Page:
You Might Not Be an Independent Contractor under the FLSA
When employers misclassify you as an independent contractor in Nashville, Chattanooga, Memphis, or Jackson, an attorney is here to help
According to the Wage and Hour Division (WHD) of the United States Department of Labor (DOL) “misclassification of employees as independent contractors presents one of the most serious problems facing affected workers, employers, and the entire economy.” In 2014 “WHD investigations resulted in more than $79 million in back wages for more than 109,000 workers in industries such as the janitorial, temporary help, food service, day care, hospitality, and garment industries.”
If your employer has reclassified you as an “independent contractor,” the Tennessee wage and hour attorneys at Gilbert Russell McWherter Scott Bobbitt, PLC would like to hear from you. The Firm has a long, successful record of protecting the rights of employees in Tennessee in both state and federal courts.
The disadvantages of being an independent contractor
As an “independent contractor” you are not eligible for:
- Overtime pay
- Unemployment insurance
- Workers’ compensation
- Group health insurance
- The employer’s contributions to Social Security and Medicare
In fact, being an independent contractor means you are “self-employed.” You may have to begin paying quarterly estimated withholding and self-employment taxes. You will most likely be paid on an hourly or per project basis. As an independent contractor, you will receive a 1099 for your tax return rather than a W2.
You may be an “employee” under the FLSA
In some cases, workers are misclassified as independent contractors so the employer can avoid paying out these benefits. Yet, according to their job functions and duties, they really should be categorized as an “employee.” The Fair Labor Standards Act (FLSA) is a federal law that helps make that determination.
For the FLSA to apply, there must be an “employment relationship” between the parties. In making the determination that an employment relationship exists, the WHD gives the term the broadest construction: “covering work that the employer directs or allows to take place.” It also takes into account the degree of employee dependence on the employer. By WHD’s definition, most workers are “employees,” and not “independent contractors.”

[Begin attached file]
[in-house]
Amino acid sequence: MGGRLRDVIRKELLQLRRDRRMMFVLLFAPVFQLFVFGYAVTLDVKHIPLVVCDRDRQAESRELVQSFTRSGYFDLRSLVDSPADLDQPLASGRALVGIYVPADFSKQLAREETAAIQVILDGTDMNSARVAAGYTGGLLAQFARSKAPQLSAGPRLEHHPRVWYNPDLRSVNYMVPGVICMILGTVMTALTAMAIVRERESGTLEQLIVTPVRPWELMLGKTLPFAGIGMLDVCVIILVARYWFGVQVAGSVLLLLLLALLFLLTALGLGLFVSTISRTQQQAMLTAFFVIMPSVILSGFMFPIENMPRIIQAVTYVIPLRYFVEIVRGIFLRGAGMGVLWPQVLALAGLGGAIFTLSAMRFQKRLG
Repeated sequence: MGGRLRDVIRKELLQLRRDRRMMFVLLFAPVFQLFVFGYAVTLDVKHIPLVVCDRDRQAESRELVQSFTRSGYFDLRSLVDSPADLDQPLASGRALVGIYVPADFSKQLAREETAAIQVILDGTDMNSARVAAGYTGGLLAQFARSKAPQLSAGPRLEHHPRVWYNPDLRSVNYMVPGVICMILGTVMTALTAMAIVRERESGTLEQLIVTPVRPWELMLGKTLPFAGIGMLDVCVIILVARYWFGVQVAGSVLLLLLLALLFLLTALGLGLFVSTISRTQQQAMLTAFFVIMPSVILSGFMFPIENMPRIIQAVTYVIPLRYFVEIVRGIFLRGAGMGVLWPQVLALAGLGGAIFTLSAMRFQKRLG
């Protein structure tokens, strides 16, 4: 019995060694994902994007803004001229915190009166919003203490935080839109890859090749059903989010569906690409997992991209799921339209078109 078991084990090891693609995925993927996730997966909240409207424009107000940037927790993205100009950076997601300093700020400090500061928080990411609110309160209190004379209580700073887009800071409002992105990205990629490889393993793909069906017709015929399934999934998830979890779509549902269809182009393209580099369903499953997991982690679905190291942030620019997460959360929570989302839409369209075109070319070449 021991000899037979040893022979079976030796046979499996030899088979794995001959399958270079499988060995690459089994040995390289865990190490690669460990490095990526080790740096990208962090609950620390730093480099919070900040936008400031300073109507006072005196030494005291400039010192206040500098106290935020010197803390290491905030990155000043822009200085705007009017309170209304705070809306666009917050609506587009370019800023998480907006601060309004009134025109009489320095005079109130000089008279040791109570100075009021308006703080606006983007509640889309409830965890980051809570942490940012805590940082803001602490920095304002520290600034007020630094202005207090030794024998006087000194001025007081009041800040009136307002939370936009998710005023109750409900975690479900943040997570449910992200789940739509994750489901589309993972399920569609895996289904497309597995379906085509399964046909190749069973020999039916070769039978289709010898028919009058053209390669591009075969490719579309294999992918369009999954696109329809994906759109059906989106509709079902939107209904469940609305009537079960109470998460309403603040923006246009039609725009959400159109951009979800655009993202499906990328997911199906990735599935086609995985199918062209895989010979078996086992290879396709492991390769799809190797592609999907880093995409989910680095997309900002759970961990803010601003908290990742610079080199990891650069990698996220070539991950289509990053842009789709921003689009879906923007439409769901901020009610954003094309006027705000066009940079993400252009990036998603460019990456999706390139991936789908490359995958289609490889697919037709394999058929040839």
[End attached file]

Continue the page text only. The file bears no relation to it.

The U.S. Supreme Court has ruled that the following factors can be used to determine whether a person is an independent contractor under the FLSA:
- Whether their services are an integral part of a company’s business. This points to employee status.
- The permanency of the relationship. The more permanent the relationship, the more likely it is that the person is an employee.
- Whether the person has invested in facilities and equipment. If so, this points to independent contractor status.
- How much control the company has over the person. The more control, the more likely it is that the person is an employee.
- Whether the person has opportunities to make a profit or suffers a loss. As opposed to always earning a set amount of money no matter what happens, like an employee.
- Whether the person competes in the open market. If so, this points to independent contractor status.
- The extent to which the person operates a truly independent business. The more independence, the more likely the person is an independent contractor.
If your job seems more in line with being an employee rather than an independent contractor, you may have cause for legal recourse. Contact a Tennessee wage and hour lawyer at our Firm for more information.
If your employer has misclassified you as an independent contractor, ask a Tennessee lawyer for help
The Tennessee wage and hour attorneys at the Gilbert Firm, with more than eighty years’ collective experience, have built a solid reputation as employment law advocates. We are licensed to practice in both federal and state courts, and can represent you with equal skill and determination before both federal and state wage and hour regulatory agencies. If you believe you are being wrongfully classified as an independent contractor and deprived of the protections of the FLSA and state laws, we want to hear from you. Please call 888.354.FIRM (3476) to discuss your complaint with an experienced Tennessee wage and hour lawyer, or fill out our contact form to schedule a free, no-obligation consultation. Our offices are conveniently located in Nashville, Chattanooga, Memphis, and Jackson.